But, there is a more intriguing issue, here. On 11 May, 2013; the NZGJ authorities threw a party to celebrate Paulina’s 50th birthday. That golden jubilee fecilitation was reported in some media. Curiously, however, by the time Paulina died, on 14 July; she had suddenly aged by another decade! We are here refering to a part of the memo that reads: “Paulina, which died at the ripe age of 60 years on 14 July”. This apparent fraud was ostensibly contrived to mislead and thus give the impression that Paulina died from old-age.

Reacting to a complaint by the Amalgamated Union of Public Corporations, Civil Service Technical and Recreational Services Employees (AUPCTRE); dated 26 April, 2013; the House of Representatives’ Committee on Culture and Tourism, via a memo dated 9 May, 2013; had demanded explanations from the NCMM DG.

Mr. Usman’s response to the legislators’ letter, with reference number NASS/7HR/CT.23/Vol.2/124; was a three-page memo, CAA.168/Vol.1/106, dated 14 May, 2013. Regarding labour activists’ alarm at the wave of deaths blowing through the National Zoo, Usman stated; “The majority of animals in the Jos Museum Zoo are very old. Financial constraints have prevented the Commission (NCMM) from acquiring young animals to replace the old ones”.

Now, compare Usman’s submission with the assertion of a veterinary surgeon, Dr Oludairo Oladapo Oyedeji, then Principal Veterinary Officer at NZGJ. In his defence, after being slammed with a query; Dr Oyedeji in a letter dated 7 June, 2012; had pointed out: “From the post-mortem reports, we lost two striped hyenae, two mongooses, and one monitor lizard basically due to nutritional deprivation”.

While an animal was lost to sudden death, which also afflicts humans, the vet doctor added; “Nutrition accounts for over 85 per cent of management costs”. Nutrition, this vet continued, “is key and very important in any production outfit like the zoological garden. If nutrition is good, balanced, adequate and consistent; over 90 per cent of production problems are already solved”.

Oyedeji again: “But, when nutrition is compromised over time, it results in many other problems; especially decrease in immunity from which any disease condition can set in, causing the death of the animal. Due to poor feeding of zoo inmates, we had to deal with many disease conditions among the inmates”.

The summary of Oyedeji’s memo is that the majority of fatalities at this national zoo arose from “Chronic malnutrition and starvation as well as delay in the release of funds for teatment purposes”, contrary to Usman’s claim that the inmates died from old age. This revelation also unravels the lie in the fabrication that, “Paulina died at the ripe old age of 60 years”.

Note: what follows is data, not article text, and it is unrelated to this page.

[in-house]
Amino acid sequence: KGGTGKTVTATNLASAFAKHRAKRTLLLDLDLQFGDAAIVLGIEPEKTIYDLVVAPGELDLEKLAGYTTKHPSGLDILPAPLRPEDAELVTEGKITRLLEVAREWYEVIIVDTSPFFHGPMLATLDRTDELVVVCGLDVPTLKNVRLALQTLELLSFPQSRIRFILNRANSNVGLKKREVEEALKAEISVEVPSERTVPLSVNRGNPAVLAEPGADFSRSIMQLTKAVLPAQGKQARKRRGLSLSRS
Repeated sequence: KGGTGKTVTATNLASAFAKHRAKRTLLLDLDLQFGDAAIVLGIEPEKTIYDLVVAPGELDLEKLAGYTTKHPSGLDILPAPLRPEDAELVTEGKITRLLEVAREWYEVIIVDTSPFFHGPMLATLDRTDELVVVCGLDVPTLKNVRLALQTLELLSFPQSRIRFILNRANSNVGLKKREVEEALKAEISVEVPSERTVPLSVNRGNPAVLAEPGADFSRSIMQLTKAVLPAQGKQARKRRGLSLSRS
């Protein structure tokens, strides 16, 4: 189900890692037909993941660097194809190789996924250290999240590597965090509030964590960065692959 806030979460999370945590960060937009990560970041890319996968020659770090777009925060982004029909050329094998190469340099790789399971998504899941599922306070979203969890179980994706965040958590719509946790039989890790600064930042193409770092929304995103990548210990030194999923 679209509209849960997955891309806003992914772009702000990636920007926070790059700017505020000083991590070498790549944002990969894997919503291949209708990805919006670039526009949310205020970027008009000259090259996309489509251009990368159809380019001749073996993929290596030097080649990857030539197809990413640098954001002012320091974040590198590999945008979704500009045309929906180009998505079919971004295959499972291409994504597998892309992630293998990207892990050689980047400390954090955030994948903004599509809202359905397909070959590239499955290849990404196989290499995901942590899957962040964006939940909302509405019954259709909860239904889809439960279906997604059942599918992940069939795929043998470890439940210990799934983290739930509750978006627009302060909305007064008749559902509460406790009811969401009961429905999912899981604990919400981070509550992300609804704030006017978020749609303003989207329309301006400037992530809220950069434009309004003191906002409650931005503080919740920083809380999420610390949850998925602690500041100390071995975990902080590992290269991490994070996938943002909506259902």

Dr Oyedeji’s letter is one of countless NCMM memos that mauricearchibongtravels managed to access in years-long investigation of massive corruption in this Commission. It is worth pointing out that NZGJ fatalities include exotic species like lions, boa constrictor, pythons, ostrich, stripped hyenae, mongoose, patas monkeys, monitor lizard, baboons, and water buck. This is even as two baby lions that disappeared from this zoo since 2008 have not been found!

Contrary to another claim by Usman, the staggering number of animals that have perished at this zoo, has nothing to do with inadequate funding. Although there is enough funding for proper maintenance of the inmates, sadly, however; the bulk of the votes for their preservation is often simply looted or misappropriated. Too much abracadabra is going on at the National Zoo, and that has been the norm here for almost a decade.

From memos made available to mauricearchibongtravels, the NZGJ once had two veterinary surgeons: Dr Oludairo Oyedeji and Dr A. M. Fasure. But, during our latest tour of this zoo, neither doctor could be reached. “Fasure was transferred to Makurdi and Oyedeji is on leave”, a guide told me.

For the record, the Secretary to the Government of the Federation (SGF); Head of Service of the Federation; Minister of Tourism and Culture; Minister of Labour and Productivity; Permanent Secretary, Tourism and Culture Ministry; Permanent Secretary, Labour and Productivity Ministry; Chairman, Senate Committee on Culture and Tourism; and, Chairman, House Committee on Culture and Tourism; among others, had been informed of the corruption ravaging the NCMM through series of memos over the years. And, for posterity’s sake, the role of every principality in this saga is being documented.